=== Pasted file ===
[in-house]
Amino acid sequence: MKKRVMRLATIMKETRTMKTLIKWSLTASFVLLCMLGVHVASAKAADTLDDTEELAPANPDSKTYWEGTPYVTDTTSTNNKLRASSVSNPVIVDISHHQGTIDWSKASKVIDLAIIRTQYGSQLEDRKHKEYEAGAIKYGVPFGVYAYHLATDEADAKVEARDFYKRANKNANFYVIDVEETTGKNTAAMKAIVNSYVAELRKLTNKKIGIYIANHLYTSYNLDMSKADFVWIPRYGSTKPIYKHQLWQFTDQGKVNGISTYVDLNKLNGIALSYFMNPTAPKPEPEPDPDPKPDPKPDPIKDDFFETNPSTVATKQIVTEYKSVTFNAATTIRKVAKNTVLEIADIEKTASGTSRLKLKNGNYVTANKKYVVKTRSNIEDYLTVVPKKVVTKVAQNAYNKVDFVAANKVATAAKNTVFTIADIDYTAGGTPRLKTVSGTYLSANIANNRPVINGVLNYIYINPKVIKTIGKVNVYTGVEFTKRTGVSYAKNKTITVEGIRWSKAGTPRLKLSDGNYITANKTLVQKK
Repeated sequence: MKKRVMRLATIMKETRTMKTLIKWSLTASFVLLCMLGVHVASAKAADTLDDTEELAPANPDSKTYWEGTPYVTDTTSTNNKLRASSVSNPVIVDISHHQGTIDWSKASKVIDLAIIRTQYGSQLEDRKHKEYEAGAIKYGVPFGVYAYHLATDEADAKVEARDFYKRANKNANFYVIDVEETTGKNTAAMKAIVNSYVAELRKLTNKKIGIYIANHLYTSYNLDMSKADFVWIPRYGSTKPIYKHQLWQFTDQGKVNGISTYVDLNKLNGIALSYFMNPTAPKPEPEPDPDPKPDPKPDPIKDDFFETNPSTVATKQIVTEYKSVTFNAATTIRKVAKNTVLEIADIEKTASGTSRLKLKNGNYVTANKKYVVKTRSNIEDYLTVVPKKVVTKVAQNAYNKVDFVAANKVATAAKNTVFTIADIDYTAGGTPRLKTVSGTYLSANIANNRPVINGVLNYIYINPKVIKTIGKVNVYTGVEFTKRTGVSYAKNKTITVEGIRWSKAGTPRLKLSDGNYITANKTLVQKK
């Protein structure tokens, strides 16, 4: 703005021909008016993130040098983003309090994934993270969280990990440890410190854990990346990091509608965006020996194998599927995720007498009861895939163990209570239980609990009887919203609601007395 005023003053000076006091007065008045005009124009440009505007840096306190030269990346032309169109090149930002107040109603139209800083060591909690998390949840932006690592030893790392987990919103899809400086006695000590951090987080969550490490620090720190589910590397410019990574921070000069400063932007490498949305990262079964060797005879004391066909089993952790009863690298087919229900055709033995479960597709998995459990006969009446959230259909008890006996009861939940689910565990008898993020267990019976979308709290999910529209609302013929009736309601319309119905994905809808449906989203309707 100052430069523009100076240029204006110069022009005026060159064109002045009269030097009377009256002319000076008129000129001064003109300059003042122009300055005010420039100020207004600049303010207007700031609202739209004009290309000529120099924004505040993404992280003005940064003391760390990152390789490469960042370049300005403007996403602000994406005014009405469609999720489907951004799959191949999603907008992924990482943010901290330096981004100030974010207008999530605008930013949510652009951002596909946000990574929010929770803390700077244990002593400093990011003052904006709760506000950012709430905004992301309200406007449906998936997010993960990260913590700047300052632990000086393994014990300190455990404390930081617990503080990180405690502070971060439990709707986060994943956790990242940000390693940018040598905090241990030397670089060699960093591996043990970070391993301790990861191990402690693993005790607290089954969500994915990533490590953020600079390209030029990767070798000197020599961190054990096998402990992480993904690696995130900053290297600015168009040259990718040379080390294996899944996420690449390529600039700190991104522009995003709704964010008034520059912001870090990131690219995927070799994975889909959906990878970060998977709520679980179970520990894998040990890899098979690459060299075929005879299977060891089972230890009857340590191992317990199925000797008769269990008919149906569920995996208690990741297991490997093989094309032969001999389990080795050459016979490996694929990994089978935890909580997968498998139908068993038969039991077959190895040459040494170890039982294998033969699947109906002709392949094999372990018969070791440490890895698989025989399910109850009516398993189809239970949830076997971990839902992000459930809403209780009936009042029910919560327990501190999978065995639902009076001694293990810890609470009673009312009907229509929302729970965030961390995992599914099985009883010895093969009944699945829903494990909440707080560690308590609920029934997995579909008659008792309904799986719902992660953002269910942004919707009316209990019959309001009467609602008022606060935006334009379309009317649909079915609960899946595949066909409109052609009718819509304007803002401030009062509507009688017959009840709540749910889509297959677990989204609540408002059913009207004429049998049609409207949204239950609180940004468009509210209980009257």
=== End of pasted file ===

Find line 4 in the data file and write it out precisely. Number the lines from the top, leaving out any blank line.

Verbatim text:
């Protein structure tokens, strides 16, 4: 703005021909008016993130040098983003309090994934993270969280990990440890410190854990990346990091509608965006020996194998599927995720007498009861895939163990209570239980609990009887919203609601007395 005023003053000076006091007065008045005009124009440009505007840096306190030269990346032309169109090149930002107040109603139209800083060591909690998390949840932006690592030893790392987990919103899809400086006695000590951090987080969550490490620090720190589910590397410019990574921070000069400063932007490498949305990262079964060797005879004391066909089993952790009863690298087919229900055709033995479960597709998995459990006969009446959230259909008890006996009861939940689910565990008898993020267990019976979308709290999910529209609302013929009736309601319309119905994905809808449906989203309707 100052430069523009100076240029204006110069022009005026060159064109002045009269030097009377009256002319000076008129000129001064003109300059003042122009300055005010420039100020207004600049303010207007700031609202739209004009290309000529120099924004505040993404992280003005940064003391760390990152390789490469960042370049300005403007996403602000994406005014009405469609999720489907951004799959191949999603907008992924990482943010901290330096981004100030974010207008999530605008930013949510652009951002596909946000990574929010929770803390700077244990002593400093990011003052904006709760506000950012709430905004992301309200406007449906998936997010993960990260913590700047300052632990000086393994014990300190455990404390930081617990503080990180405690502070971060439990709707986060994943956790990242940000390693940018040598905090241990030397670089060699960093591996043990970070391993301790990861191990402690693993005790607290089954969500994915990533490590953020600079390209030029990767070798000197020599961190054990096998402990992480993904690696995130900053290297600015168009040259990718040379080390294996899944996420690449390529600039700190991104522009995003709704964010008034520059912001870090990131690219995927070799994975889909959906990878970060998977709520679980179970520990894998040990890899098979690459060299075929005879299977060891089972230890009857340590191992317990199925000797008769269990008919149906569920995996208690990741297991490997093989094309032969001999389990080795050459016979490996694929990994089978935890909580997968498998139908068993038969039991077959190895040459040494170890039982294998033969699947109906002709392949094999372990018969070791440490890895698989025989399910109850009516398993189809239970949830076997971990839902992000459930809403209780009936009042029910919560327990501190999978065995639902009076001694293990810890609470009673009312009907229509929302729970965030961390995992599914099985009883010895093969009944699945829903494990909440707080560690308590609920029934997995579909008659008792309904799986719902992660953002269910942004919707009316209990019959309001009467609602008022606060935006334009379309009317649909079915609960899946595949066909409109052609009718819509304007803002401030009062509507009688017959009840709540749910889509297959677990989204609540408002059913009207004429049998049609409207949204239950609180940004468009509210209980009257």